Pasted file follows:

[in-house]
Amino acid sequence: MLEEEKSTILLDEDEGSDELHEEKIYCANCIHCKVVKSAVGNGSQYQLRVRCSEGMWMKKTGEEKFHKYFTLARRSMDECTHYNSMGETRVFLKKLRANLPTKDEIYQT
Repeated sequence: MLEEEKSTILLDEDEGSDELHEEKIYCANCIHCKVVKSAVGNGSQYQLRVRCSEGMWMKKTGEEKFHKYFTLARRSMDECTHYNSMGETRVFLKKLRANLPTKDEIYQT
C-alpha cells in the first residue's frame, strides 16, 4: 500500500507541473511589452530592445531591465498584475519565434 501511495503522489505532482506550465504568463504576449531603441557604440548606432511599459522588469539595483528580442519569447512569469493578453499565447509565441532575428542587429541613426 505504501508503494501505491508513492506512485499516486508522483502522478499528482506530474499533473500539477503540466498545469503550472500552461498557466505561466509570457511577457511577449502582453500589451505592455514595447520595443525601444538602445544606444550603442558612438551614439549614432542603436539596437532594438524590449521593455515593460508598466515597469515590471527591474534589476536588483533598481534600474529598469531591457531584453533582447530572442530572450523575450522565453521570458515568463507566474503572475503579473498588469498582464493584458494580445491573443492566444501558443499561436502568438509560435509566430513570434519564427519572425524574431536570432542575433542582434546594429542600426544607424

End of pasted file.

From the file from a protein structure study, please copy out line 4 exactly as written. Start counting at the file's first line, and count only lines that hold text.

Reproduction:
C-alpha cells in the first residue's frame, strides 16, 4: 500500500507541473511589452530592445531591465498584475519565434 501511495503522489505532482506550465504568463504576449531603441557604440548606432511599459522588469539595483528580442519569447512569469493578453499565447509565441532575428542587429541613426 505504501508503494501505491508513492506512485499516486508522483502522478499528482506530474499533473500539477503540466498545469503550472500552461498557466505561466509570457511577457511577449502582453500589451505592455514595447520595443525601444538602445544606444550603442558612438551614439549614432542603436539596437532594438524590449521593455515593460508598466515597469515590471527591474534589476536588483533598481534600474529598469531591457531584453533582447530572442530572450523575450522565453521570458515568463507566474503572475503579473498588469498582464493584458494580445491573443492566444501558443499561436502568438509560435509566430513570434519564427519572425524574431536570432542575433542582434546594429542600426544607424